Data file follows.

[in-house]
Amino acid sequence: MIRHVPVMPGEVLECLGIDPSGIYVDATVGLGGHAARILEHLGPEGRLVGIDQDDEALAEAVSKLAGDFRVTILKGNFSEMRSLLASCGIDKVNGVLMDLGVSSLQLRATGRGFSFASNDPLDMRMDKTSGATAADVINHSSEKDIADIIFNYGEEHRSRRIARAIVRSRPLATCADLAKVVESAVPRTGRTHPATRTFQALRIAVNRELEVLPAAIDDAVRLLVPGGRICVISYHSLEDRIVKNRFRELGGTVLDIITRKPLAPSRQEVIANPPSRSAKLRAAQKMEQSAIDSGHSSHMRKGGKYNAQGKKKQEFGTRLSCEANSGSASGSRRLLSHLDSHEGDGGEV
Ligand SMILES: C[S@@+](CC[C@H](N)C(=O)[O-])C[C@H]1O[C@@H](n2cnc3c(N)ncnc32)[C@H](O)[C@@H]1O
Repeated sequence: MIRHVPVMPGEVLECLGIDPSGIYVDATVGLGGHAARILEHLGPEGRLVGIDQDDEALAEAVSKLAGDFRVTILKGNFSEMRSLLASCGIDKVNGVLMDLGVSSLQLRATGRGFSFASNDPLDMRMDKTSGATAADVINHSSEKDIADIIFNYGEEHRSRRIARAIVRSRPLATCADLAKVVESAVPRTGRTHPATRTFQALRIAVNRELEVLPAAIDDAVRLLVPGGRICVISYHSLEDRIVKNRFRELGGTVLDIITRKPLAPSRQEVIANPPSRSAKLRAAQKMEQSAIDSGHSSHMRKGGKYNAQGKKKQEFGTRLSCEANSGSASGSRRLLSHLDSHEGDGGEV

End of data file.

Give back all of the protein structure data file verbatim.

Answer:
[in-house]
Amino acid sequence: MIRHVPVMPGEVLECLGIDPSGIYVDATVGLGGHAARILEHLGPEGRLVGIDQDDEALAEAVSKLAGDFRVTILKGNFSEMRSLLASCGIDKVNGVLMDLGVSSLQLRATGRGFSFASNDPLDMRMDKTSGATAADVINHSSEKDIADIIFNYGEEHRSRRIARAIVRSRPLATCADLAKVVESAVPRTGRTHPATRTFQALRIAVNRELEVLPAAIDDAVRLLVPGGRICVISYHSLEDRIVKNRFRELGGTVLDIITRKPLAPSRQEVIANPPSRSAKLRAAQKMEQSAIDSGHSSHMRKGGKYNAQGKKKQEFGTRLSCEANSGSASGSRRLLSHLDSHEGDGGEV
Ligand SMILES: C[S@@+](CC[C@H](N)C(=O)[O-])C[C@H]1O[C@@H](n2cnc3c(N)ncnc32)[C@H](O)[C@@H]1O
Repeated sequence: MIRHVPVMPGEVLECLGIDPSGIYVDATVGLGGHAARILEHLGPEGRLVGIDQDDEALAEAVSKLAGDFRVTILKGNFSEMRSLLASCGIDKVNGVLMDLGVSSLQLRATGRGFSFASNDPLDMRMDKTSGATAADVINHSSEKDIADIIFNYGEEHRSRRIARAIVRSRPLATCADLAKVVESAVPRTGRTHPATRTFQALRIAVNRELEVLPAAIDDAVRLLVPGGRICVISYHSLEDRIVKNRFRELGGTVLDIITRKPLAPSRQEVIANPPSRSAKLRAAQKMEQSAIDSGHSSHMRKGGKYNAQGKKKQEFGTRLSCEANSGSASGSRRLLSHLDSHEGDGGEV